Jere Lehtinen

    Much like Brind’Amour, Jere Lehtnien’s case got a lot more interesting when Carbonneau made the Hall of Fame. Lehtinen won three Selke Trophies as a wing. Everyone who has won more Selke Trophies than him is in the Hall of Fame. Plus Lehtinen was a Selke Trophy finalist in three additional seasons. The case against Lehtinen, though, is he didn’t put up impressive numbers. In 875 regular season games, he scored 243 goals and 514 points. Those aren’t shabby, but it certainly doesn’t scream out...

    Theoren Fleury

    Theo Fleury never won a major individual award but was one of the NHL’s premier power forwards for most of his career. It’s also worth noting that he’s Indigenous and the Hall of Fame doesn’t have nearly enough Indigenous players. He has a Stanley Cup, a World Juniors gold medal, and an Olympic gold medal, which helps his case. Fleury battled addictions, a Crohn’s Disease diagnosis in 1995, and other problems to pick up over 1,000 career points, 400 goals, and 1,000 games played. If I were in...

    Rick Nash

    Rick Nash’s career was a pretty great one. He struggled with injuries for a good portion of his career. But when Nash was healthy, very few players could put pucks in the net like him. In 1,060 games, he scored 437 goals with 805 points. Nash won two Olympic Gold Medals in 2010 and 2014 with Canada, which should help his case.

    The Hall of Fame hasn’t been overly kind to women’s players, so the line’s getting a bit long as far as deserving candidates are concerned. Julie Chu is one of the greatest American female hockey players of all-time. She finished her college career as the NCAA’s all-time leading scorer with 287 points in four seasons. Internationally, Chu’s resume is an outstanding one. She was an important part of Team USA, helping them win three silver medals (2002, 2010, 2014) and one bronze medal (2006) at the Winter Olympics. Chu also led Team USA to five gold medals and four silver medals at the World Championships. Professionally, she won Clarkson Cups with the Minnesota Whitecaps of the WWHL and with the Montreal Stars of the CWHL. Off the ice, Chu is an Asian-American, which is important because minorities in hockey are quite rare. She serves as a role model and an ambassador for hockey. On the Canadian side, there’s Jennifer Botterill. She’s one of the most decorated players in the history...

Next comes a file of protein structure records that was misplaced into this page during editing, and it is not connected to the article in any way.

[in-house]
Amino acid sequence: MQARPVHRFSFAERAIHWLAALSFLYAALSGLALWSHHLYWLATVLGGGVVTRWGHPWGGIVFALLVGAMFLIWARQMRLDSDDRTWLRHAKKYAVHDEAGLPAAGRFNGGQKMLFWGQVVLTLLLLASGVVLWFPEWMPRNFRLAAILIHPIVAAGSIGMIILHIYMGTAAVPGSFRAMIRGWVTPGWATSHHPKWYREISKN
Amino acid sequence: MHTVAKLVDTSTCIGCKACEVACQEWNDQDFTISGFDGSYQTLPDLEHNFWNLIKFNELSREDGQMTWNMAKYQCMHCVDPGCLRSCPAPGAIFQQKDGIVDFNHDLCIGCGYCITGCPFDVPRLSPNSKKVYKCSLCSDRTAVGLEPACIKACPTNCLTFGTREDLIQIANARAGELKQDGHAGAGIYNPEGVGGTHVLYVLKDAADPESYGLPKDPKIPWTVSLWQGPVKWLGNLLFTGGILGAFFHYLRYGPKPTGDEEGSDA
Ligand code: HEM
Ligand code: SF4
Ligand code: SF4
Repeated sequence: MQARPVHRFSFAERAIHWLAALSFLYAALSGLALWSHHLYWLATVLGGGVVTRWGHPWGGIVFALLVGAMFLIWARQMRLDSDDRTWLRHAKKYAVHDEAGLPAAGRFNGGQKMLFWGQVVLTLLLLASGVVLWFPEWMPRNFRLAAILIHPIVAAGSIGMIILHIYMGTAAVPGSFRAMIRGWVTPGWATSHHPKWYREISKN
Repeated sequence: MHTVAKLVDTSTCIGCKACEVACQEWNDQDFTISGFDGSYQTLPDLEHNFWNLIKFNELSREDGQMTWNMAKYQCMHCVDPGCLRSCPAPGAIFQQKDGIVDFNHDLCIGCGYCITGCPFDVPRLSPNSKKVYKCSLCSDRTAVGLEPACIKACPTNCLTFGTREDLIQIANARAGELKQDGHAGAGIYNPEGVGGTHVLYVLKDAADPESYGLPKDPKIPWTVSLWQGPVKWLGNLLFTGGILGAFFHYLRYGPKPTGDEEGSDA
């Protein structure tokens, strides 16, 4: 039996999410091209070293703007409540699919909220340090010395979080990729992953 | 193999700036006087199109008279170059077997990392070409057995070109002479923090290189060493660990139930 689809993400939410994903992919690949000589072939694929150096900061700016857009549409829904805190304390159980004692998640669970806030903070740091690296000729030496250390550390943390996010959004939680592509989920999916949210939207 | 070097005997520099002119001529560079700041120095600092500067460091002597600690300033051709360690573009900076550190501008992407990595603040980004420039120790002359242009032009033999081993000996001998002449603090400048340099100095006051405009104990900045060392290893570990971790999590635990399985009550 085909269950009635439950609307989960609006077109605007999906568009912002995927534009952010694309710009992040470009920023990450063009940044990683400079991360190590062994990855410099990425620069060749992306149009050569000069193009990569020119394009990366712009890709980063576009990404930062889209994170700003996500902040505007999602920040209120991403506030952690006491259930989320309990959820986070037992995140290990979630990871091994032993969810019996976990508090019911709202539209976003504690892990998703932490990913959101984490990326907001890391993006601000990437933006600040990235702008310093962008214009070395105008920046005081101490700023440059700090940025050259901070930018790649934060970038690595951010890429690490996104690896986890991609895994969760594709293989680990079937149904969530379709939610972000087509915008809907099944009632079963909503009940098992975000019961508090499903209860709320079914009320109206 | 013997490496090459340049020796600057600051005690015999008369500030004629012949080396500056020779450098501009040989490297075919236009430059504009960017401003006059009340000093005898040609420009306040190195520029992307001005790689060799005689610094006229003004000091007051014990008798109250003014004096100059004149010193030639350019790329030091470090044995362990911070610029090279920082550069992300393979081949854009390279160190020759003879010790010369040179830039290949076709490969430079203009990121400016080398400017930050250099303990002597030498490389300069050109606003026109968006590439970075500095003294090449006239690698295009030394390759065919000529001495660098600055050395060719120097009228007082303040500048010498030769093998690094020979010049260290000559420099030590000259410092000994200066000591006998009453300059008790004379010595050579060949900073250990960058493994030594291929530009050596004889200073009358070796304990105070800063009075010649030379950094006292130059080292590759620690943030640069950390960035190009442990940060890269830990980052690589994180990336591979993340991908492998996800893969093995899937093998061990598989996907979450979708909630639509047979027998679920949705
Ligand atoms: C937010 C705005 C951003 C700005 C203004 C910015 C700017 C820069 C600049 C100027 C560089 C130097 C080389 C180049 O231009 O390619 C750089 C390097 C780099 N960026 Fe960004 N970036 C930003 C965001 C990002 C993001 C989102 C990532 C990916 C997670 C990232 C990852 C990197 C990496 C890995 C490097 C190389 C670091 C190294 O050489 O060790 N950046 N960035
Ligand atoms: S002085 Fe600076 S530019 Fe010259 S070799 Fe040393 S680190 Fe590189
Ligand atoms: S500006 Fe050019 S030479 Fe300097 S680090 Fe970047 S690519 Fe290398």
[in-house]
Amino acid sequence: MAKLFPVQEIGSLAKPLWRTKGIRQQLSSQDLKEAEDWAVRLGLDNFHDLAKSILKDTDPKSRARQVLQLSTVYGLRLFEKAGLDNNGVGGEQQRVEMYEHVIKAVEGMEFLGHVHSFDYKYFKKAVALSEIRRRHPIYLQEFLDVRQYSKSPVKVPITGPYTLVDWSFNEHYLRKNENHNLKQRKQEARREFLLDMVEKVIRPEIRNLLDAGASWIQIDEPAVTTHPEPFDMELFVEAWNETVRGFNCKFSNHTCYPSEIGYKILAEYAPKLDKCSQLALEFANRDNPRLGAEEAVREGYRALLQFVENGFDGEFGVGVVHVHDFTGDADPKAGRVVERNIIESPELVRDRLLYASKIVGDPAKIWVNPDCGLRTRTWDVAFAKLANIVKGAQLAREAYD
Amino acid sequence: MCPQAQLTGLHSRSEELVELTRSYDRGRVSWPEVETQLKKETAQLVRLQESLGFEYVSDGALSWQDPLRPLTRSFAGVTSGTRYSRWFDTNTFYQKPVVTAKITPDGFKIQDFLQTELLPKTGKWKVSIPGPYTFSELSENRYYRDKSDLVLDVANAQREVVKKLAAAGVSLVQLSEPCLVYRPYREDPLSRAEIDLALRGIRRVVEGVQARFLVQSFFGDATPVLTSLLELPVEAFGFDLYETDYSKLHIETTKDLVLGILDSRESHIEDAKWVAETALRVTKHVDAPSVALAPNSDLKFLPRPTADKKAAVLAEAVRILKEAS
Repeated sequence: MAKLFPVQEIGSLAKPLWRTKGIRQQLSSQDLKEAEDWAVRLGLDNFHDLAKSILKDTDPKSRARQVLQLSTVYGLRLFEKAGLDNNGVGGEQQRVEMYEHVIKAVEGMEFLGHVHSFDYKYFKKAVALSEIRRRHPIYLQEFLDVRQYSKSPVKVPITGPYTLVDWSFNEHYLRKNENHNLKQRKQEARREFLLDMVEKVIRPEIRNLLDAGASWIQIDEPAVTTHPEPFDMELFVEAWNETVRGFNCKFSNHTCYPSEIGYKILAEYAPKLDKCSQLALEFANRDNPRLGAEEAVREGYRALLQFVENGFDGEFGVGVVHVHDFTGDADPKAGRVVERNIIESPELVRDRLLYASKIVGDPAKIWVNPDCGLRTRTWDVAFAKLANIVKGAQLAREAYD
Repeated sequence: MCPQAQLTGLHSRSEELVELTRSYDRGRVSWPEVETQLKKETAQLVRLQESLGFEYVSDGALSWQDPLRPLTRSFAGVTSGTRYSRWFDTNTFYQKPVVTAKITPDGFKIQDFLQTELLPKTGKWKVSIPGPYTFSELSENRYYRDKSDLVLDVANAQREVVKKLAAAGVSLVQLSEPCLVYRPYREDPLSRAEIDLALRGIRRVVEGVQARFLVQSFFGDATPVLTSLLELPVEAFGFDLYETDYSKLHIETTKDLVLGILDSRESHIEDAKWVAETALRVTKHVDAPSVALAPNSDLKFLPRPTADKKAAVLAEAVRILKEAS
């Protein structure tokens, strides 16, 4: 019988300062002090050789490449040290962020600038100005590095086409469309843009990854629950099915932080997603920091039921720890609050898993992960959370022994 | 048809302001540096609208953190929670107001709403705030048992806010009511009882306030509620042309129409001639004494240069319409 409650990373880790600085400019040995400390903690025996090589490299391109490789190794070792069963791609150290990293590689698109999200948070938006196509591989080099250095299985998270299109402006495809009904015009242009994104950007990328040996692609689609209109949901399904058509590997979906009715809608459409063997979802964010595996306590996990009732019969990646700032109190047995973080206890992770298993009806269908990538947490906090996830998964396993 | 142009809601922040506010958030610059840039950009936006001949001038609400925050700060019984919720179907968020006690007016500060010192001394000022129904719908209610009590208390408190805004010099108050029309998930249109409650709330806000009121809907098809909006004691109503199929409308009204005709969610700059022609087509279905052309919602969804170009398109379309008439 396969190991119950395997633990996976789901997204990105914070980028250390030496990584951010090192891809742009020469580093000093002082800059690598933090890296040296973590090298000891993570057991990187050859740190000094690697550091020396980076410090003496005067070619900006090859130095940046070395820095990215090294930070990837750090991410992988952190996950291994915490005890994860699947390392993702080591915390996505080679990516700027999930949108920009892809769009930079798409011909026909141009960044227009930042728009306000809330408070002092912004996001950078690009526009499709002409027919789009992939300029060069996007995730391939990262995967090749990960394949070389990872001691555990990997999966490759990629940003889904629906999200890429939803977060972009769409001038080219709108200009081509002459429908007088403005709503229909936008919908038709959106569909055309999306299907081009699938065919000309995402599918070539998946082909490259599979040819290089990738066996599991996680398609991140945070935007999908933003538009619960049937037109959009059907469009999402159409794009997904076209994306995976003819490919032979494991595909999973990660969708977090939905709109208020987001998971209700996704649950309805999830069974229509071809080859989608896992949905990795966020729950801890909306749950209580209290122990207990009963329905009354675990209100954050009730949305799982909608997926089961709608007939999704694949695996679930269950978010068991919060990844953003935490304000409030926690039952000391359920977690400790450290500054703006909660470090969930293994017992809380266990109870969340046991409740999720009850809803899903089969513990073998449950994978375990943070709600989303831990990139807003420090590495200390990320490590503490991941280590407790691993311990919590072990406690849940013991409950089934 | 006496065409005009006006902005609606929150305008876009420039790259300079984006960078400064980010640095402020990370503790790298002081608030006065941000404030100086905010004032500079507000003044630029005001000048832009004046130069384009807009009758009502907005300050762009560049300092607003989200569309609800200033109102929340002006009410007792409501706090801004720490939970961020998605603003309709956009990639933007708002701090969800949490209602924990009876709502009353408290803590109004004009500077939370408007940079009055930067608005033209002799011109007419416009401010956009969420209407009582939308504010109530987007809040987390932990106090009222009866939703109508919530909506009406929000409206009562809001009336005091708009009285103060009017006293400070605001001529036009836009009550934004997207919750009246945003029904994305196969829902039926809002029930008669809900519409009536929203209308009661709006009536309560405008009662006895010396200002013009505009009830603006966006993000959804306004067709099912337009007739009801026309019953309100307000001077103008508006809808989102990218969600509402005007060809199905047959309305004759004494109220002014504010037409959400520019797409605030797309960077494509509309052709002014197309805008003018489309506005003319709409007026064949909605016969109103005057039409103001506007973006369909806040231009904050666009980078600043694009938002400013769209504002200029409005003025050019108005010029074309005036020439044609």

Builders are more complicated than players, so I’m not going to say much. But I’ll say this. There are zerofemale builders in the Hockey Hall of Fame. Also, there are zero builders with significant ties to women’s hockey. That needs to change as soon as possible. How about Marguerite Norris, the NHL’s first female executive? She’s the first woman with her name on the Stanley Cup. And it’s on their twice, as Norris helped the Red Wings win two Stanley Cups. You could make a strong case for Florence Schelling, who’s the first female general manager of a professional men’s hockey team. Yes, it’s overseas, but who cares? She’s a pioneer and she’s (hopefully) opening the doors for other women to get into front offices. That said, putting Schelling in as a builder is sort of a slap in the face to her playing career. But if that’s how Schelling has to be inducted into the Hall of Fame, so be it. Dani Rylan helped form the NWHL and currently serves as its commissioner. Gary Bettman got in a...